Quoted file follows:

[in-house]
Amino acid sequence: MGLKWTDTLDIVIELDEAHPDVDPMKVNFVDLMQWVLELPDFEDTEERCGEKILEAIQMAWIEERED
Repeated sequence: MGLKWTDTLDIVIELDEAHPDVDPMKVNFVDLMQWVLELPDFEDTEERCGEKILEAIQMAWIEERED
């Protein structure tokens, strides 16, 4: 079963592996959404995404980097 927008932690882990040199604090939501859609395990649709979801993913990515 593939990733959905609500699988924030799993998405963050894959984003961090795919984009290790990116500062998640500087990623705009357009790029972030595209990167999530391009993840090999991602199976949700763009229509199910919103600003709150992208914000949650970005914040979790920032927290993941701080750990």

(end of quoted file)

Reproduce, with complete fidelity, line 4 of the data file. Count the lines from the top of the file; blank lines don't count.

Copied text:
């Protein structure tokens, strides 16, 4: 079963592996959404995404980097 927008932690882990040199604090939501859609395990649709979801993913990515 593939990733959905609500699988924030799993998405963050894959984003961090795919984009290790990116500062998640500087990623705009357009790029972030595209990167999530391009993840090999991602199976949700763009229509199910919103600003709150992208914000949650970005914040979790920032927290993941701080750990």